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SOCIETY TRIP TO HORTON MEDIA

Lockdowns have put almost everything on the back burner, and three of our MOTAT Society excursions have had to be put on a backburner until 2022. However, our last excursion to Horton Media was very much enjoyed by all who attended. Henry Swan paints us a picture of the day’s experience back in July. Congratulations also go to Scott Pilkington, winner of the much-coveted award for the MOTAT Society Chairman’s Excursion Bus Quiz.


Imagine that you had booked a flight to Paris to explore the Louvre and admire the amazing Mona Lisa and told that the flight was diverted to Amsterdam, annoyance and initial disappointment. This lasts only until you discover the Rembrandt Museum and the masterpieces that it has to offer. You discover that it is just as absorbing as the Louvre, not necessarily better but certainly as good in its own way. Well, that was a bit how it was for the Society visit to Horton Media. The word was that we were going to see the Herald being printed on their giant high speed computerised systems only to find that it was to be Horton Media which was more modest in size but equally as interesting AND had a greater variety of print media in a greater variety of languages and interests.


After a fairly arduous drive down the southern motorway and being met by the print manager at Horton Media we were given a briefing by the General Manager about the plant and its variety of throughput newspapers printed in English, Chinese, Hindi and several others thus requiring a most versatile team at Horton Media some of whom we had the pleasure of meeting. Two of the biggest personalities that we could wish to meet were the chief engineer and the print machine manager, both long term employees and both full of relevant knowledge and amusing anecdotes. These two characters entertained and informed us of the sophisticated process from start to finish. But first a little about the company.


Horton Media was established in 1997 by one of the families that founded New Zealand’s largest daily newspaper, the New Zealand Herald, way back in 1863 so it has a very long tradition with newspapers and of high speed newspaper printing which is the most demanding of the print world with its pressured deadlines. Today Horton Media is Australasia’s largest independent cold-set web printer with modern plants in Auckland and Queensland, Australia.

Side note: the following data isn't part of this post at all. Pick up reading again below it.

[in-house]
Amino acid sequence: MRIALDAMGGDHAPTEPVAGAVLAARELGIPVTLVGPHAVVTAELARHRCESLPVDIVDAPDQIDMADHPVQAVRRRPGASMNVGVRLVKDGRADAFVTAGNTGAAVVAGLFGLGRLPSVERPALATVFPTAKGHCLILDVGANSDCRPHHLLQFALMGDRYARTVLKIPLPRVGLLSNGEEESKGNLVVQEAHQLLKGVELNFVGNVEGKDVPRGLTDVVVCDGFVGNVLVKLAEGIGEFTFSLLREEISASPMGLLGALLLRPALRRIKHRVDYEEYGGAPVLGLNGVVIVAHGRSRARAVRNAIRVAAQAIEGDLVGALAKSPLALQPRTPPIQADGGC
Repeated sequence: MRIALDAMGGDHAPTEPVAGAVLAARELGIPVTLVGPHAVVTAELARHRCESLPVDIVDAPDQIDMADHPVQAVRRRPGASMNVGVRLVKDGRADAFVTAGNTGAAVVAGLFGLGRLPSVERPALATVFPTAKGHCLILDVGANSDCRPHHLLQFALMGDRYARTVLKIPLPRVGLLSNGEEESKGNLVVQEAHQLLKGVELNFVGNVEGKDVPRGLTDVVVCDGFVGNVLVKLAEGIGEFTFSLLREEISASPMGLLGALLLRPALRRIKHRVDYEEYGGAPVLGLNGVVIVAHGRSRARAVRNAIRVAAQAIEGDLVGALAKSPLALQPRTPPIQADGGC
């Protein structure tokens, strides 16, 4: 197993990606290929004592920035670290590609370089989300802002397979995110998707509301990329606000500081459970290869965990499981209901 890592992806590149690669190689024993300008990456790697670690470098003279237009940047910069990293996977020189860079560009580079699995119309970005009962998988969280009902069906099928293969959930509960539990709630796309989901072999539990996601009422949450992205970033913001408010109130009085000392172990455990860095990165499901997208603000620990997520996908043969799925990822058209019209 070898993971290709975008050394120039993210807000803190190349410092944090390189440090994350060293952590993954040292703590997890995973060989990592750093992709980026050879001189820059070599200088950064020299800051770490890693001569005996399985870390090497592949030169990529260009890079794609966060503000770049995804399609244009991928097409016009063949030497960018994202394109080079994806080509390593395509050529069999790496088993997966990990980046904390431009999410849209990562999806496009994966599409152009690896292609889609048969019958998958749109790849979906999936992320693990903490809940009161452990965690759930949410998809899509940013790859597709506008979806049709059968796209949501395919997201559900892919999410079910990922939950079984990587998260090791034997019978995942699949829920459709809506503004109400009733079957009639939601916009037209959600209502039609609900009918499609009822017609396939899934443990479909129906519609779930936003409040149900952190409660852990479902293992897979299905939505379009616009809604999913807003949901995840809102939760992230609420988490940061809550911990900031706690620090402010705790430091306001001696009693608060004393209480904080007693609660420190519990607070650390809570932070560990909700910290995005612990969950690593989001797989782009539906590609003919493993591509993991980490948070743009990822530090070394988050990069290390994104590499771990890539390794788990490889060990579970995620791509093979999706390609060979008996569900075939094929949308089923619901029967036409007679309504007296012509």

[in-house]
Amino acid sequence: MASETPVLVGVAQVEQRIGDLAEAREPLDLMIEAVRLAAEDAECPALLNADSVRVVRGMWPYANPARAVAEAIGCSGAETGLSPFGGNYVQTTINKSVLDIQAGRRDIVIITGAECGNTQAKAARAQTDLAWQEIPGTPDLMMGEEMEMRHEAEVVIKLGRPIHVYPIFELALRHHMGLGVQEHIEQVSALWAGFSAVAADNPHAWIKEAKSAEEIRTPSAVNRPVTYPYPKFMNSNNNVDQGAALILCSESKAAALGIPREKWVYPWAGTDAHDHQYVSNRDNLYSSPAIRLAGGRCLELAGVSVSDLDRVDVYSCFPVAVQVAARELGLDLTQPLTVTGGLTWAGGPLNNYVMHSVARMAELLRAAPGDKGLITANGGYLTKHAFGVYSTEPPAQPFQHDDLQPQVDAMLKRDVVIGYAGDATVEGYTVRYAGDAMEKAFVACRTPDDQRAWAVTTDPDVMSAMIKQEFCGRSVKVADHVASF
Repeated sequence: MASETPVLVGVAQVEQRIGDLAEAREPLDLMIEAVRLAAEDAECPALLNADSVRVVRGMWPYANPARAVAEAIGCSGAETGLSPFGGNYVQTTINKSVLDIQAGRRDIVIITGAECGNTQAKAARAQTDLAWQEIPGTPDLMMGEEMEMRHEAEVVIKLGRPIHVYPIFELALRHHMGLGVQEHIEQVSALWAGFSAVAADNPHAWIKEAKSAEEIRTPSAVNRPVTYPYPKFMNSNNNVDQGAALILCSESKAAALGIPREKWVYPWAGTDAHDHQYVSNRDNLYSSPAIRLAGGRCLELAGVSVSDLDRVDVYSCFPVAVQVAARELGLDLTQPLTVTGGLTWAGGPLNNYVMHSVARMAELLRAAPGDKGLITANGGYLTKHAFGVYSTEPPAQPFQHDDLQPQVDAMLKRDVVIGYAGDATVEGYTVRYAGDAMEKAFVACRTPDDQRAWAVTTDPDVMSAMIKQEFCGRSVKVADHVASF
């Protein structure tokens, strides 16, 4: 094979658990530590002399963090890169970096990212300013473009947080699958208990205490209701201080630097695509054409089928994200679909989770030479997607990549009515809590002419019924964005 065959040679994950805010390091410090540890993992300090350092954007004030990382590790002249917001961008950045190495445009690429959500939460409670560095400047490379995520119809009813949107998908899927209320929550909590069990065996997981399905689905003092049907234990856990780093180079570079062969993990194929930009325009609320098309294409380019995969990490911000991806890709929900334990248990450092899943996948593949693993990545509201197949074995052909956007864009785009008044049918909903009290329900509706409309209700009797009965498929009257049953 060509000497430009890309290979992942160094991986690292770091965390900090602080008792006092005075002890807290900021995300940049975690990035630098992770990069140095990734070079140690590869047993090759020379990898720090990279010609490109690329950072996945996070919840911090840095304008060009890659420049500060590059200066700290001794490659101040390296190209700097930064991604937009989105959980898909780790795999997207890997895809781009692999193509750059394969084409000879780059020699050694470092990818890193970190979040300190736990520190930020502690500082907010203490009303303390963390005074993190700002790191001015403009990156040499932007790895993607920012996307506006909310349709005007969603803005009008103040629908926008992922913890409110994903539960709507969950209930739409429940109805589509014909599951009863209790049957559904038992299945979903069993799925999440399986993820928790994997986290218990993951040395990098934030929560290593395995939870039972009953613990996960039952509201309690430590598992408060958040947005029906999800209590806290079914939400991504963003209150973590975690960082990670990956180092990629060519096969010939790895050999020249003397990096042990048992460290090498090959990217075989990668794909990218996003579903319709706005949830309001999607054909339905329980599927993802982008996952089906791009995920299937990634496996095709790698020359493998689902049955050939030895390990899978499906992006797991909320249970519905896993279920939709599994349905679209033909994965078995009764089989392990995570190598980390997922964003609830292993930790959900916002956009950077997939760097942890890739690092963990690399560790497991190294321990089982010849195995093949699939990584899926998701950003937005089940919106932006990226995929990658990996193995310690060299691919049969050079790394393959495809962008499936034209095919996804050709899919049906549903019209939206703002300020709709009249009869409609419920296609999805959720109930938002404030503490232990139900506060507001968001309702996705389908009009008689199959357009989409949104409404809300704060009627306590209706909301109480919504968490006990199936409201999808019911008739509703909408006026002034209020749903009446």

Our main guides, between them, explained the process of producing a newspaper from beginning to end. Firstly there is the receipt into Hortons of the print file which is usually received from the originating editors in digital format, this is downloaded onto the Horton computers, converted and used for making the print plates of shiny flexible aluminium about 45cm square (recycled high quality aluminium). The plates are then taken to the print towers and fitted onto the four colour offset machines. Following the process through right to the end with the folding, trimming and bundling ready for delivery to the end user. The process used is the cold-set process which is mostly used to print newspapers and paperbacks, with the printing ink drying purely by absorption.


To say this visit was interesting would be an understatement, it was truly fascinating to see the four metre tall print towers thundering away with the newsprint travelling through at 15 kilometres per hour pulled from the enormous 450 kilogram rolls. Inevitably there was noise - a lot of it - but putting up with that for the privileged insight into how we get our newspapers was no problem, even for a non-printing background person.


In the heat-set process, the paper is passed through a large dryer and a chill roll unit after the last printing unit. The length of the printing press is almost doubled by these two units. To ensure that the ink dries optimally, special heat-drying inks are used mostly producing the higher glossy magazines.


The Horton Media company caters for independent publishers of high-frequency news publications – a segment that has grown rapidly with the variety and range of requirements of ethnicities in New Zealand increasing the size and diversity of its markets. Horton Media Limited’s focus on quality and environmental stewardship is demonstrated through its sensitivity to recycling unrequired papers and aluminium. It was explained to us with appropriate pride that this has given it clear leadership of its industry segment with no less than 21 Pride in Print citations in New Zealand and two second placings at the Australasian Single Width Users Group conference.


It is said that printers are the barometer of an economy, if the busyness of the Horton Media plant is anything to measure by our economy is stable and rising…


Horton Media is privately held and managed by Matthew Horton the son of the well-known Sir Michael, (that’s Sir Michael and Dame Rosemary, the NZ renowned philanthropists) who, we are assured by the current staff at Horton Media, still visits the plant regularly and by chatting to the staff demonstrates that Sir Michael has lost none of his generosity of spirit, a tradition clearly evidenced by the warmth and generosity of the staff at Horton Media who gave up most of an afternoon to guide us through their plant and topped it off by providing us with generous afternoon tea of cakes and savouries.


Once again, thank you all for the privilege of access to a most interesting and enlightening part of our society.

- By Henry Swan -

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